2. Create opportunities for co-creation – Millennials have more stake in the brands they interact with and want to be included in the creation process for the entire brand journey from start to finish.

3. Don’t expect all Millennials to act the same way – even though we have a tendency to group consumers together, it would be a shame to assume that all Millennials behave in the same way. This is a generation that is beginning to enter parenthood and those who have children have extremely different buying habits and attitudes than those who don’t.

S: How do Millennials’ daily, social and professional habits differ from other generations – and what would those hoping to communicate with them do well to know about these shifts?

F: Millennial consumers curate and create more content more rapidly and in smaller chunks than any other group of people in our market today.

S: What advice would you give businesses or brands hoping to more effectively engage Millennials?

F: Most companies would be well served trying to act on the four pillars of Millennial engagement as opposed to simply generating more awareness of the products they already have. The four pillars are: innovation, authenticity, uniqueness and meaning.

S: More and more Gen Yers are moving online for their news, information, shopping. What’s the best way to capture their attention and interact with them these days?

F: It’s important to realize that for marketers, there is a difference between digital and physical (think New York Times newspaper and the New York Times app). Millennials, however, do not see the difference. For them, those two things are one in the same. Millennials are not shopping, researching, learning on their phones OR in the stores, they are doing it all at the same time. Creating an omni-channel presence that’s exists in multiple environments on a variety of different platforms is the key to keep this hyper-connected and easily distracted generation engaged.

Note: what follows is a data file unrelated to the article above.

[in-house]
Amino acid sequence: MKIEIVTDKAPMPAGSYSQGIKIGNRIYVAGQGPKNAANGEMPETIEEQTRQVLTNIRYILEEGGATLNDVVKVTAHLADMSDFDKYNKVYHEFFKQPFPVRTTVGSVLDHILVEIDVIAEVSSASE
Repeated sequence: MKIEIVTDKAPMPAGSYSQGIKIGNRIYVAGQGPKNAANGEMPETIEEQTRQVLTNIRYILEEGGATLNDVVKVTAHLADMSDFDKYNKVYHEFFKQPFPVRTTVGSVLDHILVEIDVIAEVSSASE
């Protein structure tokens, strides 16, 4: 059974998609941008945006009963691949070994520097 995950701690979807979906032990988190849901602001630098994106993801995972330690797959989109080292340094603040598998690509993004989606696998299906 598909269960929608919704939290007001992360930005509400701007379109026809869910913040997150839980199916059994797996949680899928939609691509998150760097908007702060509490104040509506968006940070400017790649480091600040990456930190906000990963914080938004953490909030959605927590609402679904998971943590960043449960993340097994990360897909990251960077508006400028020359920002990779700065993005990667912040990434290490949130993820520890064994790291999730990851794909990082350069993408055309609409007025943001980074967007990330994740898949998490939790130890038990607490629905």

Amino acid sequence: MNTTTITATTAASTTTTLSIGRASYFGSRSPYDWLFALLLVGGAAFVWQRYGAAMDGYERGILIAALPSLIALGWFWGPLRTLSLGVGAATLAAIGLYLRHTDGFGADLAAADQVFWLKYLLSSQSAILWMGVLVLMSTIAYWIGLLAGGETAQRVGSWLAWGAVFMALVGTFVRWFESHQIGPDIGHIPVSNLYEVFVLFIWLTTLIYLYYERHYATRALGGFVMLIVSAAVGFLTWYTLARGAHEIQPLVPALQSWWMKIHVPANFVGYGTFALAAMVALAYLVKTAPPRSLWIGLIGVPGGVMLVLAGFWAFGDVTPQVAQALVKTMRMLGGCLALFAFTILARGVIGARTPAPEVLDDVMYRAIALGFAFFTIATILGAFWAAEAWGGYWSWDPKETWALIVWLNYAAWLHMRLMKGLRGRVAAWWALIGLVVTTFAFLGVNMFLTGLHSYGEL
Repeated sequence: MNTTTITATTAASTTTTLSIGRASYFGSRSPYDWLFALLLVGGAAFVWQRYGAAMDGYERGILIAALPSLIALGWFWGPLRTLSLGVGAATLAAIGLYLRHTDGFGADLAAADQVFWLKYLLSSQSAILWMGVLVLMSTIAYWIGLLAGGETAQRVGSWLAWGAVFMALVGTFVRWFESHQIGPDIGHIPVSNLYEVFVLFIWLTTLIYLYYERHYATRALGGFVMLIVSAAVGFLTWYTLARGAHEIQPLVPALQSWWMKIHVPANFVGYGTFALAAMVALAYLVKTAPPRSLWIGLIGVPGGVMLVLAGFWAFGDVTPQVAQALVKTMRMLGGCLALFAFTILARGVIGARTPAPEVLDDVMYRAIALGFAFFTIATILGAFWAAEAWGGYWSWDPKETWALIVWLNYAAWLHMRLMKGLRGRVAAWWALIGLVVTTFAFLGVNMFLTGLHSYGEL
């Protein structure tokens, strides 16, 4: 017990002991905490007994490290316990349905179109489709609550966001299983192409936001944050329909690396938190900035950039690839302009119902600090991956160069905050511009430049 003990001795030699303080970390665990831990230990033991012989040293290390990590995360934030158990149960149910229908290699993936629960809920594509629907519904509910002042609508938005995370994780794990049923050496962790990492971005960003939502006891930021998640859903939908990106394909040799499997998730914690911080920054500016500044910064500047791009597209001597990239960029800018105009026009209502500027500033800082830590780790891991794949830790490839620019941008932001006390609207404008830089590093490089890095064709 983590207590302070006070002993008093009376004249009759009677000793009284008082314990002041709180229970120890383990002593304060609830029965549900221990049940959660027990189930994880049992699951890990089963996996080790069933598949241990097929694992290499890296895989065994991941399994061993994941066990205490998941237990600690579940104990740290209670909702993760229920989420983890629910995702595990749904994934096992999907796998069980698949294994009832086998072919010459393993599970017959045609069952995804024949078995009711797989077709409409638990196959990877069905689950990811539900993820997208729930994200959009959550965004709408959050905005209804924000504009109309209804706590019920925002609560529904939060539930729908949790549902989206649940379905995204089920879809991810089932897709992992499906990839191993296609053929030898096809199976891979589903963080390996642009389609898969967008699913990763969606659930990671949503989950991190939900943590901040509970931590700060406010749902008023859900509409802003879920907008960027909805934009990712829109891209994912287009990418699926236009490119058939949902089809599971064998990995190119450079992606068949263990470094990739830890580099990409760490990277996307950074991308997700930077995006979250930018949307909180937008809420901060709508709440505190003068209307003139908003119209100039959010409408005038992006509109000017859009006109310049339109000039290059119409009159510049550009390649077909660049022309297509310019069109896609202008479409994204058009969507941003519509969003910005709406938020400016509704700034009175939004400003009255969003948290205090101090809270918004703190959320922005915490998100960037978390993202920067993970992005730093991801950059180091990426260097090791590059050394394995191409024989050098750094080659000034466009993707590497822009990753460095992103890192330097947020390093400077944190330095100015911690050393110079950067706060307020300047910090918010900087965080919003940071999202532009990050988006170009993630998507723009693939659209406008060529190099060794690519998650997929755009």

S: What does success look like for today’s Millennial in your opinion, and those of other Millennials speakers, and what’s driving them as they go about making decisions in business and life?

F: It’s a myth that Millennials don’t care about money. However, they care about more than JUST money. Millennials firmly believe in a work/life balance and the opportunity to do interesting things. It is not work OR life it is work AND life.

For a more in-depth look at succeeding in a multi-generational workplace, you can check out Make Change for You, now available in paperback. Information for dynamic keynote speeches focusing on generations and millennial marketing is available at: www.akeynotespeaker.com/speaking/